We also had a great conversation with SAR Specialist Layne P. Carter of the Coast Guard Search and Rescue Center in Alameda. Had Layne not been new to his position, he says he would have come down to San Diego for the kick-off party, as he wants to meet all the Ha-Ha participants. It’s something he plans on doing for next year’s 25th annual Baja Ha-Ha.
The Ha-Ha is providing the Coast Guard with contact information for all boats — except one owner who opted out — to make things easier in the event anyone has a life-threatening emergency.
This year’s Ha-Ha marks the 20th time that the Grand Poobah’s Surfin’ 63 catamaran Profligate will be the mothership of the event. The boat is based on a Kurt Hughes 60-ft charter cat, extensively modified by the Poobah.
The Poobah particularly likes the compromise Hughes made between speed potential and load-carrying capacity. For even when loaded down with all cruising gear and provisions, Profligate has hit just over 25 knots with a chute and 23 knots with white sails.
Not that the Poobah is very interested in going that fast any more. Twenty knots during the day and 15 knots at night is as fast as he wants to go these days. That rule was briefly broken again last year, so we had to get the chute down.
It looks as if the 360-mile first leg will be in light air, which is just fine with the Poobah. As far as he’s concerned, the longer the sail takes, the better. Well, within certain limits.
Baseball anyone? Mike and Leslie Chase, Ha-Ha vets with the Peterson 55 Whistle Wing V, have donated a pitching machine and about 60 baseballs to the Cruisers vs. Turtle Bay Kids strictly amateur baseball game in Turtle Bay. After the game, all the equipment is donated to the local players and teams. The Cruisers vs. Turtle Bay Kids — they are terrific players — is one of the highlights of the Ha-Ha. Their stadium is the nicest thing in Turtle Bay, too.
There will be three official Ha-Ha seminars at Driscoll Boat Works on Shelter Island this afternoon starting at 4 p.m. The Poobah will talk on ‘Cruising Mexico, the Big Picture’ starting about 4. Jimmy Drake will talk about Emergency Diesel Fixes While at Sea, starting about 4:30. Patsy ‘La Reina del Mar’ Verhoeven will speak on ‘Learning to Love Your InReach’ at 5 p.m. The event is free and there will be free hot dogs until the 200 or so are gone.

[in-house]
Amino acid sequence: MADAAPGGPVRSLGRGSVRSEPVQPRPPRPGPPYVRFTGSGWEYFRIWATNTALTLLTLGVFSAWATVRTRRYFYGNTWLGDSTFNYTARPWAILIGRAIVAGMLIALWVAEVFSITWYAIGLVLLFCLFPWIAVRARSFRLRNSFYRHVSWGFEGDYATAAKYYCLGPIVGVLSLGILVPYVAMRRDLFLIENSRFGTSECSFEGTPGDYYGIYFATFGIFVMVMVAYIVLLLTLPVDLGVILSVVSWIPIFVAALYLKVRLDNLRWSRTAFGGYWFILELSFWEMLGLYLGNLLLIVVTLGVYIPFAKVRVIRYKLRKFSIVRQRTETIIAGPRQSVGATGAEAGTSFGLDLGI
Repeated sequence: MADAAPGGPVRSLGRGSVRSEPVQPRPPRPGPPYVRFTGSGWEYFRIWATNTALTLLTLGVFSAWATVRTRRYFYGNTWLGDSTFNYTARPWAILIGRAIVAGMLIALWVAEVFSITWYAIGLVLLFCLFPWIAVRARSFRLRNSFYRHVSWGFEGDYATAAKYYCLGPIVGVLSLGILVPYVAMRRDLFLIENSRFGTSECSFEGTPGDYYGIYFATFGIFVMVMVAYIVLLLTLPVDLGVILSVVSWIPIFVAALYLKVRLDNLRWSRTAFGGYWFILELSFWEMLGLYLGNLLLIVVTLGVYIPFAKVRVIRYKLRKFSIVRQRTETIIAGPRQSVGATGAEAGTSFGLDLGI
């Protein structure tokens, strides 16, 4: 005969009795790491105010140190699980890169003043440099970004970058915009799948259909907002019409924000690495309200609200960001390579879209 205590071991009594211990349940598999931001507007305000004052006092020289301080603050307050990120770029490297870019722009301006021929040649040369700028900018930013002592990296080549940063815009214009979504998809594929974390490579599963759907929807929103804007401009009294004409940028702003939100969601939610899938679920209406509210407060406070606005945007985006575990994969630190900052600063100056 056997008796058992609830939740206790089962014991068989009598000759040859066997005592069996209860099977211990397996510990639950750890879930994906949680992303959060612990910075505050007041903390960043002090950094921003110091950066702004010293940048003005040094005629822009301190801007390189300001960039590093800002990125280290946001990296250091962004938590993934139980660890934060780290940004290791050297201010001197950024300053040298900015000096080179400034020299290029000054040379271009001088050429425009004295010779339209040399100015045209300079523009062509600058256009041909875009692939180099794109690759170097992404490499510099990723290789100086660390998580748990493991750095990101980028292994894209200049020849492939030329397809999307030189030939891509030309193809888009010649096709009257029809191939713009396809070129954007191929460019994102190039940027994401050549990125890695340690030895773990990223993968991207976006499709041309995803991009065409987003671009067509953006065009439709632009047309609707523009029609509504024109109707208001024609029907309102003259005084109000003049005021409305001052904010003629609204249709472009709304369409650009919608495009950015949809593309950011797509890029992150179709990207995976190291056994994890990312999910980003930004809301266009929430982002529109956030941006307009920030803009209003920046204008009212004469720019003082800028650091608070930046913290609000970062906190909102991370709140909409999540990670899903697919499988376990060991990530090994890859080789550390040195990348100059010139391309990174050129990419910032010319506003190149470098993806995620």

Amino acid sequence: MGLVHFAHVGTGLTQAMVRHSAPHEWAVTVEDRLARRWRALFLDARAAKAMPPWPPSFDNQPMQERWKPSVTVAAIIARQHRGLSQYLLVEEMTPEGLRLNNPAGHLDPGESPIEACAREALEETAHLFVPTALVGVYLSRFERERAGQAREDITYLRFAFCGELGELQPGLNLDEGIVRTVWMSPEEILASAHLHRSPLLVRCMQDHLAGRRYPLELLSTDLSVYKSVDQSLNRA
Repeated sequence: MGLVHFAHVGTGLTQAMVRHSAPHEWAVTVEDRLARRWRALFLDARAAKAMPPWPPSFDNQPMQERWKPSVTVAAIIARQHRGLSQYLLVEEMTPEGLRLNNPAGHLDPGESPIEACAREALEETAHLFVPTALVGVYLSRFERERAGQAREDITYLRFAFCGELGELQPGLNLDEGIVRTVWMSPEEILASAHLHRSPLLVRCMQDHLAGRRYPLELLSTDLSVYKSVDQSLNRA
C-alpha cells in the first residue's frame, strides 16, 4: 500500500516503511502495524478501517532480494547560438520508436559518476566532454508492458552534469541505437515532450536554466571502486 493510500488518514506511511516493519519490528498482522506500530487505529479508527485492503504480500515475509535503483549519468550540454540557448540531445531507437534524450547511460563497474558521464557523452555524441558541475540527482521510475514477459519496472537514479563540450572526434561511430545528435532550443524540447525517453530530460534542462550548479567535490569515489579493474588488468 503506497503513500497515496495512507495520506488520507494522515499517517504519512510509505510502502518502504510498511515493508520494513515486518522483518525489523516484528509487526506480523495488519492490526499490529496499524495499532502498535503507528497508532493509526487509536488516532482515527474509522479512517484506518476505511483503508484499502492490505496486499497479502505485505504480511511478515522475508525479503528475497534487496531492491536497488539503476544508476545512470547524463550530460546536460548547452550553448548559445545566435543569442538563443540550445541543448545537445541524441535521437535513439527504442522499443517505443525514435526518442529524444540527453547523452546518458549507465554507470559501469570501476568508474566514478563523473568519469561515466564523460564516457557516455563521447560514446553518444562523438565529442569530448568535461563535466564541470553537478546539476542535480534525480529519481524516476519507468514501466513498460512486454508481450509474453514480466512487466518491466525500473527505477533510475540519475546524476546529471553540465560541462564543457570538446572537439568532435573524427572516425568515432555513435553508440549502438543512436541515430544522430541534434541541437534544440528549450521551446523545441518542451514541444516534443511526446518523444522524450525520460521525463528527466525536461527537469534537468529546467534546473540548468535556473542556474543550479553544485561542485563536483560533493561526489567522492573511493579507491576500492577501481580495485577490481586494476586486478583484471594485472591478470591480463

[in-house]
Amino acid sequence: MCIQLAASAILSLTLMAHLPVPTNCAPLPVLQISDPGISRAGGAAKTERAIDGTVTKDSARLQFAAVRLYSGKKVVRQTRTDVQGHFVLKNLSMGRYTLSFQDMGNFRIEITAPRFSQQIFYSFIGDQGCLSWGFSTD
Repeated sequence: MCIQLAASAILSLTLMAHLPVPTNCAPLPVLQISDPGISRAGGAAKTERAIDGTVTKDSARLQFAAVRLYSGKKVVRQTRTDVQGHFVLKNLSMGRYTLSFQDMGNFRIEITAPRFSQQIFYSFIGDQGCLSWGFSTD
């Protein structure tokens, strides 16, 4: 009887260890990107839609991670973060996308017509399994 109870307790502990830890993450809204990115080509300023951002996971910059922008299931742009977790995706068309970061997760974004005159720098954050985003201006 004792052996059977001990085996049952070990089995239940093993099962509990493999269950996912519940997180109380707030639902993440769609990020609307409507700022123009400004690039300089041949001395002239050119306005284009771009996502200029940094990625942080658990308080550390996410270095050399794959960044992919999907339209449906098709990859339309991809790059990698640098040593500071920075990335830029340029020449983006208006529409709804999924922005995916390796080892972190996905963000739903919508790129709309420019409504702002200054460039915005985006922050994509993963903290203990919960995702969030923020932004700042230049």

As you can probably tell, we’re jacked about the start of the 24th Baja Ha-Ha, and hoping you’ll be one of the 500 or so folks about to sail south with us.
Co-skippers Wendy Corzine and Lisa Meier of Long Beach Yacht Club won the 26th annual Linda Elias Memorial Women’s One-Design Challenge on October 14-15, breaking a 14-year dry spell — the hosting LBYC team last won this regatta in 2003. The event used the Long Beach Sailing Foundation’s fleet of matched Catalina 37s.
Weather conditions were good for the 11 West Coast teams representing yacht clubs and sailing organizations from Tacoma, WA, to SFYC in Marin County, to San Diego. Principal Race Officer Sharon Bernd made the call to run five of the seven scheduled races on Saturday, just in case the wind didn’t show up on Day 2.
At the end of the first day, California YC’s Marilyn Cassidy had a six-point lead over the LBYC team. All that CalYC had to do was not let the LBYC boat slip by them. But they did, with LBYC winning Races 6 and 7.
“There were so many years of practice and training,” said Corzine, “and the magic came together this year. We couldn’t get a good start yesterday, but today we had two good starts.”
Cassidy commented on Day 2: “We just couldn’t get up to speed today. Today’s lighter conditions were a challenge for us. Today was a credit to their team.”
Calling tactics for Corzine and Meier was Liz Baylis, a San Rafael resident and member of SFYC and Richmond YC. Baylis is a skilled match racer, having won a silver medal at the 2008 Women’s Match Racing World Championship in Auckland, New Zealand, and also winning LBYC’s Mayor’s Cup women’s match race in 2007. She was US Sailing’s Rolex Yachtswoman of the Year in 2002.
Years ago, she raced with Linda Elias. “This feels really good for me,” said Baylis. “I have never won this event, and I have always wanted to come back. It’s nice to be back and to be on the winning team with my name now next to hers. All we had to do is sail our races. That’s what we did. We sailed our races.”
Christy Smitheran, Merry Cheers, Carly Meyer, Sharie Sneddon, Blair Carty, Cheri Busch, Marissa Pei, Sheri Sanders, Beth Winton and Janice Eagle were the crew.
The Women’s One-Design event began 26 years ago and Linda Elias won the championship three of the first five years. Elias passed away in 2003, and the Long Beach/Los Angeles Women’s Sailing Association rededicated the event to her memory. For complete results see www.lbyc.org.